Wake surfing is catching on in New Hampshire
Matt Hughes throws the tow rope back to the boat after picking up enough speed to wake surf on Newfoundland Lake in Bristol on Thursday, July 19, 2012. Hughes is the owner of Newfound Boat Shoppe. (William Wrobel)
Matt Hughes uses a tow rope to pick up enough speed to wake surf behind his boat on Newfound Lake in July. Wake surfing is a slower, non-airborne version of wake-boarding in which the rider eventually releases the rope and uses the wake as a means of propulsion. (William Wrobel)
The boat, which is loaded with extra weight, speeds to about 10 miles an hour, not fast enough for water skiing. But its stern is cutting deeply into the water, creating an in increasingly large wake which soon becomes a five-foot wave, curling toward Hughes and forming a “pipeline.”
Transferring his weight, he cuts the rear of his board into the wave, and quickly the tow rope becomes limp, and he drops it. He's now being carried entirely by the wake's wave, twisting and turning on it like … a surfer.
Hughes is wake surfing, a sport that has become hugely popular on lakes in California, Texas, Florida, and worldwide. It's an offshoot of wake boarding, which became popular in the 1990s is now the dominant lake water sport in the country.
Wake boarders, who are pulled by tow ropes like water skiers, now greatly outnumber water skiers in the U.S. In this state, they outnumber water skiers by about 3-1, according to Safe Boaters of N.H.
Wake surfing has only emerged as a major water sport in the U.S. in the past few years, but is just now catching on here.
“It's just getting popular in the Lakes Region, but we've been selling more and more wake surfing boards,” said Hughes, the owner of Newfound Boat Shoppe in Bristol.
World champion wake surfers, many of whom are converted ocean surfers, can ride a boat's wake for an hour or more, making the sport look easy as they do tricks on the waves with their boards.
Hughes admits he is a wake-surfing novice who can only stay on a wave for a few minutes. But he is learning and improving with each ride, he said.
“It's surfing, so it takes some time to get really good at it, but it's really, really fun no matter how long you're up,” he said.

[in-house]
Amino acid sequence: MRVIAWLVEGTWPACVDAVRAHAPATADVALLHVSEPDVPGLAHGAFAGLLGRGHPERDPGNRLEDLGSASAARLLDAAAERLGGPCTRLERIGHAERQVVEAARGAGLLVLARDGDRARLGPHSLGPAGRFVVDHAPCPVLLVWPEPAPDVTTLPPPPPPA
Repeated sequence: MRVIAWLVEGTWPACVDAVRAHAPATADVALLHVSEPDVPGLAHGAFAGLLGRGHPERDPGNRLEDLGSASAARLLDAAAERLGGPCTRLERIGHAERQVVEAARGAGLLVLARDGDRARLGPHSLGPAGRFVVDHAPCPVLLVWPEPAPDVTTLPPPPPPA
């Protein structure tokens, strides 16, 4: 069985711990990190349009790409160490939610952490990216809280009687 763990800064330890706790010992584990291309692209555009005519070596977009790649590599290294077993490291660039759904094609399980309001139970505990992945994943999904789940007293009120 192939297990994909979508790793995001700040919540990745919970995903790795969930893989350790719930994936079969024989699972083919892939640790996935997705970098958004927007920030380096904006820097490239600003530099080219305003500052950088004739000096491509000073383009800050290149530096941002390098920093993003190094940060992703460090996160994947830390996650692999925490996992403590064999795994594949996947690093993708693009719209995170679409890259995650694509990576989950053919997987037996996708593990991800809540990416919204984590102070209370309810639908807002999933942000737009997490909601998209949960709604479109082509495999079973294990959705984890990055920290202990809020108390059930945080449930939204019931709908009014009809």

Boat and water sport shops around the state began prominently featuring wake surfing boards in the past two summers, Hughes said.
They are usually about 5 feet long with fins on the back underside. They start at about $350.
A performance boat with an inboard engine and some sort of ballast system is needed, he said. Ballast systems in modern boats take in and store lake water onboard in order to create a large wake.
Older inboard boats can be weighted with lead, cement or other heavy materials.
“Most of the modern water sports boats have these systems. They are getting pretty common,” Hughes said.
A tow rope of 20 feet is recommended for safety. State law requires wake surfers to wear life preservers or buoyant body suits.
With the right boat and board, wake surfers, like ocean surfers, can find the “sweet spot” on the board and in the wave, allowing a long ride for an experienced surfer.
But like Hughes, most wake surfers on state lakes are still learning.
New Hampshire hasn't been represented — yet — at the World Wake Surfing Championships held in southern states in past years.
“It's a very new sport up here, we aren't known so much yet for surfing,” said Evan Goldner, founder and president of Water Monkey Camp on Merrymeeting Lake in Wakefield, which began offering wake surfing lessons for kids last summer.
The camp also teaches wake boarding, water skiing and other water sports.
But Goldner, who is also still learning to wake surf and says he can now stay on a wave for about 15 minutes, said wake surfing lessons are the most popular.
“It's an amazing sport,” he said.
“It's so much fun to teach, and the kids are learning quickly. It's great to see the little kids just pop right up on the waves.”
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